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Electrical basics

1. Insure all grounds are GOOD. Check that good metal-to-metal contact is made. Scrape/sand paint/corrosion (rust) from chassis under the ground connection. "Star" washers also work OK, they tend to cut through the paint/corrsion, but only when the washer is new (don't reuse).
2. Use good quality crimp connections with good quality crimp tools.
3. Test all crimp connections by attempting to pull apart...if you can move the wire within the crimp, the connection is not good, crimp it again. If you pull the wire out, use a fresh connector and crimp it properly.
4. Solder all splices if possible. If it can't be soldered, use a good quality "butt splice" with a good crimp tool.
5. Seal all connections. I prefer a good electrical grade of RTV (I use GE RTV163) to seal crimp connectors. The best seal is heat-shrink with interior glue. Second is plain heat-shrink with RTV, last is electrical tape. Problem with electrical tape is that the adhesive "lets go" at temps normally under the hood.
6. Use a trouble light/METER for finding "hot" wires and diagnosing problems.

1. Use the "twist and tape" method of splice. Exception here is of course the "get home" fix. But don't forget to fix it RIGHT at the earliest opportunity.
2. Use the "does it spark" method for finding "hot" wires. This will pop a fuse (wasted money) and possibly damage components.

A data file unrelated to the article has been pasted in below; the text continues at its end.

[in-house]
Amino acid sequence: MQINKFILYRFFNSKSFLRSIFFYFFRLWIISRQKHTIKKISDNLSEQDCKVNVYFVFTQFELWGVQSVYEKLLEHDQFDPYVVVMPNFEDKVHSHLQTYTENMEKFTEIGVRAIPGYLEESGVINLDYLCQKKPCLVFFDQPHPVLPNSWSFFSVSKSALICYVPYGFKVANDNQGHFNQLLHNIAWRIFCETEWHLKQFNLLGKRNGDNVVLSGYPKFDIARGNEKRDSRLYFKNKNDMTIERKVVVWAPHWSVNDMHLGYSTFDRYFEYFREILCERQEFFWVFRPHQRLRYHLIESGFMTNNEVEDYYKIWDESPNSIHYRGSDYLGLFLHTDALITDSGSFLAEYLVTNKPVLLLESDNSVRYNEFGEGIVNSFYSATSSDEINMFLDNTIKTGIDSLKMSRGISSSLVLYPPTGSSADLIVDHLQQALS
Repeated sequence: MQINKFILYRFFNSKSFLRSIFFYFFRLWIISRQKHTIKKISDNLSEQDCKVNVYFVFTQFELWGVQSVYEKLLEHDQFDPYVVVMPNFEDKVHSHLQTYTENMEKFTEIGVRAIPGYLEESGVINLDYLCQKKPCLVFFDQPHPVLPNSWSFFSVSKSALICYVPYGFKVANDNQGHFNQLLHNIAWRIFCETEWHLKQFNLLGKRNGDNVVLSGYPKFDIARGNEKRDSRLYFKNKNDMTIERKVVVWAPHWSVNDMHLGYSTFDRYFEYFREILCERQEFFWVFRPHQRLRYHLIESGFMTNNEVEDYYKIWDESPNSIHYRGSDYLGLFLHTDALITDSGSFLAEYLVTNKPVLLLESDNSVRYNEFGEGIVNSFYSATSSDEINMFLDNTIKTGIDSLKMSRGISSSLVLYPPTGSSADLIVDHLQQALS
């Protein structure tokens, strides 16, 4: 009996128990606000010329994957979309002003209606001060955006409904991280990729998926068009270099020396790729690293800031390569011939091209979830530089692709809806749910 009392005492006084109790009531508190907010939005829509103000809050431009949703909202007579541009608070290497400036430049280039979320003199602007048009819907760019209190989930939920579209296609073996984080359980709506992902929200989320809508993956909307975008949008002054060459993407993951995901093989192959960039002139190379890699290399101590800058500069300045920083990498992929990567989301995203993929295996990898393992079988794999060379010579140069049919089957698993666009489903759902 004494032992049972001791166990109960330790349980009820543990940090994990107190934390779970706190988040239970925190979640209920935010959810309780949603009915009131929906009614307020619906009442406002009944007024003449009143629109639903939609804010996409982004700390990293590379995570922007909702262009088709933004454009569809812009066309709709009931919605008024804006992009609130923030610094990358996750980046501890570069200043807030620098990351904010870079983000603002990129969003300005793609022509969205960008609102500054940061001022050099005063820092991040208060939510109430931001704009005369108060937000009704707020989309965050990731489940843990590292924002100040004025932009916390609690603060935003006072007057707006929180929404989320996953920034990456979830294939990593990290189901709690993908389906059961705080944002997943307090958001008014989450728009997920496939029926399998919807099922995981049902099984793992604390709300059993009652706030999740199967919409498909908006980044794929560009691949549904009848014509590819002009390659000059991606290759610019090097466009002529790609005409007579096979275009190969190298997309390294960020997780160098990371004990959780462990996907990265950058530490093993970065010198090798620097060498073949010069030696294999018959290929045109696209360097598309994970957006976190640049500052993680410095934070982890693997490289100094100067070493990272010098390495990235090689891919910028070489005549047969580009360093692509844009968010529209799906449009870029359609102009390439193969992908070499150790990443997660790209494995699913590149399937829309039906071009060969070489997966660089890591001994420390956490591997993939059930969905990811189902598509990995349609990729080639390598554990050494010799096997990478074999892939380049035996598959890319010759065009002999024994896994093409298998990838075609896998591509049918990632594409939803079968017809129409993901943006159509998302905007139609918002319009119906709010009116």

3. DON'T EVER cut away insulation to test a wire, use a sharp probe, or find a "sewing pin" to clip onto and poke into the insulation.

General information:
1. Best tool for troubleshooting electrical problems is a multimeter. These vary in capability and price. My suggestion is to buy the best you can afford-but more expensive is not always better. For basic automotive use, you will mostly use the DC and continuity (ohms) settings. Look for sturdy SHARP probes (for poking through wire insulation, or one with good "alligator clips" and keep several of the wife's sewing pins handy.
2. Another good tool is a simple trouble-light. Looks like a clear-handled screwdriver, but has a sharp point at the business end and a wire coming from the handle that has a clip on the end. A light in the handle glows when the clip is attached to a ground and the sharp tip is on 12 volts. It's good for finding "hot" wires. Also good for finding "dead" cylinders on an engine that is missing. Just connect the clip to ground, and poke the sharp end through the spark plug boot to a spark plug tip. If you poke a spark plug, and it starts missing worse, that plug was hitting. If you poke one and no change, that plug was missing.

Added as suggested by fletch (Thanks :) ):
"another tip that could be added - i've solder pins to my multimeter leads. gets through the wiring insulation easily - good big thick sharp pins. "
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